Lead with the best version of yourself.

Three Principles of Distinguished Leadership

By Allison Miller

While the mission of defining “good” leadership will indefinitely entertain reasonable minds, I wish to highlight three rather unconventional principles drawn from my observations and experience of various leadership styles and some advice I have received over the course of my career. While my targeted audience is mainly junior officers, the following principles can be effectively employed by leaders at all levels: (1) Be selfish for the lives of your Soldiers. (2) Make troop welfare a priority. (3) Be a personal leader. 

1.) “Be selfish for the lives of your Soldiers.” – CPT Bruce Martin 

Captain Bruce Martin, our class Training and Counseling Officer (TAC), spoke these powerful words during my first year as an officer at the Transportation Basic Officer Leadership Course. They have stuck with me ever since. I write them down in every leadership green book that I own and quote them in my Platoon Leadership Philosophy. Army leaders should engrain “Be selfish for the lives of your Soldiers” in their memories and exemplify this mantra through their leadership style. 

Leaders must understand, first and foremost, that their Soldiers are people with families, friends, livelihoods, values, career goals and personal aspirations. Leaders and subordinates are no different in this respect. Effective leaders acknowledge this reality and value their Soldiers as much as they value themselves, their families, and personal interests. To them, no Soldier is expendable. As a result, leaders who apply this principle are hesitant to thrust their Soldiers into unnecessary danger where reasonable alternatives for mission accomplishment exist. Be the kind of leader that allows families to sleep well at night knowing their Soldier is under your direction.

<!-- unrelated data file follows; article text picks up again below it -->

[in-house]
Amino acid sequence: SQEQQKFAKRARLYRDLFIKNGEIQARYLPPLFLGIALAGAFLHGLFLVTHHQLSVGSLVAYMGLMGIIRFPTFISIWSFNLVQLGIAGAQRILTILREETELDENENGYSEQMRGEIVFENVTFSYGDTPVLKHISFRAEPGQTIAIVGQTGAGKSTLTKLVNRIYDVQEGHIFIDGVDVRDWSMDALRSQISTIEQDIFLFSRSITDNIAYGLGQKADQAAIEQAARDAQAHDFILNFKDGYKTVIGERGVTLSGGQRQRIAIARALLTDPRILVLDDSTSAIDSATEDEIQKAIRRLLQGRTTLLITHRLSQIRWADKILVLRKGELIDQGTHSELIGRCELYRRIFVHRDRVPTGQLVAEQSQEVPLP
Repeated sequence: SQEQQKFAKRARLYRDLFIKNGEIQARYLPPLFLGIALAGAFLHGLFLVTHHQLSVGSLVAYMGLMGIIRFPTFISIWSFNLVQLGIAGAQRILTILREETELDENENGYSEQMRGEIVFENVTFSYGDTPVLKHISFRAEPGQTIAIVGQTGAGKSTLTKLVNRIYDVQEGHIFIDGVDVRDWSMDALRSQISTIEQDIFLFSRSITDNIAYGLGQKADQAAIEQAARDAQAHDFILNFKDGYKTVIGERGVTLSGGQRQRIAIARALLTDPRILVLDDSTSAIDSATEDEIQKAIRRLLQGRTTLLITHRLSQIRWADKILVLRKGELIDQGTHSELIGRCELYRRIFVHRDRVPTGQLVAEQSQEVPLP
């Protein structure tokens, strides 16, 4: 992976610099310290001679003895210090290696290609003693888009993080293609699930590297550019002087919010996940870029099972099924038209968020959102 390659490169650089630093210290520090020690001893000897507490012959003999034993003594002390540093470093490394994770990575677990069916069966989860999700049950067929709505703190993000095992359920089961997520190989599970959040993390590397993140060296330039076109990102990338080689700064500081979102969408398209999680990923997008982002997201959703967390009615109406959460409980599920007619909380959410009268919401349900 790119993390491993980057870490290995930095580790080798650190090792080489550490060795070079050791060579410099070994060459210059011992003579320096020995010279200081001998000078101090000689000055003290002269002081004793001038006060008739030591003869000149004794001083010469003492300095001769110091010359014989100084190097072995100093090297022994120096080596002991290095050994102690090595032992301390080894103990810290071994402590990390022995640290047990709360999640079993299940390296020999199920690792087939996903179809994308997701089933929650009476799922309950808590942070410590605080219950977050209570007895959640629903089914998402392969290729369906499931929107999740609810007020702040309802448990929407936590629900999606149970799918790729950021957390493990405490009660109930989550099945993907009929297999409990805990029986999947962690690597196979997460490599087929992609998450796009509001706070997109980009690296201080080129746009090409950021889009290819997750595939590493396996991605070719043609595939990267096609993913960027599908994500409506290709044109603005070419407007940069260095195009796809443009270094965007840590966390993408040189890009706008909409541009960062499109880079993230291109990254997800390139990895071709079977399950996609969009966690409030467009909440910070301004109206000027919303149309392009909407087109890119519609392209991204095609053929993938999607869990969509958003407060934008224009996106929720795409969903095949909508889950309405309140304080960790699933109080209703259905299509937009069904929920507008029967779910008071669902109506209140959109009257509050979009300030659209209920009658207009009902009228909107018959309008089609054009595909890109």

2.) Make troop welfare and mission accomplishment a binary priority. 

This one is a personal leadership value some of my colleagues may find controversial, but I am happy to defend it. Soldiers are indoctrinated to “always place the mission first” from their first day in the Army through retirement. We recite this phrase in the Soldier’s Creed, we imply it in every mission brief, and the units I’ve been in expected mission accomplishment to be the basis for leaders’ decisions. This “mission first” mentality is justified only if a fundamental principle is never forgotten: People are needed to accomplish the mission. Without troops, there is no mission, and leaders who are not careful of their troops’ welfare may as well show up to a fight without a plan and face failure every time. In other words, we (the people) are the mission. Without capable personnel, a mission cannot even be initiated, let alone succeed.  

Considering that accidents (vehicle rollovers, negligent discharges, falls, mishandling equipment, off-duty altercations, etc.) account for more troop casualties than actual combat, leaders must understand that Soldiers’ welfare is critical to mission accomplishment. Attention to troop welfare prevents these types of accidents that take most of our Soldiers out of the fight. Consider, for example, the basic necessities of sleep, personal hygiene, food and water, and mental health. All are basic needs required to maintain an acceptable level of troop welfare. Four Soldiers seriously injured in a vehicle rollover accident resulting from the sleep deprived driver’s inability to react quickly are four Soldiers taken out of the fight. A platoon conquered by a flesh-eating skin infection stemming from poor hygiene habits is one less platoon available to go on the mission. A dehydrated Soldier who becomes a heat casualty during a patrol is now extra weight on the team and a setback to the mission.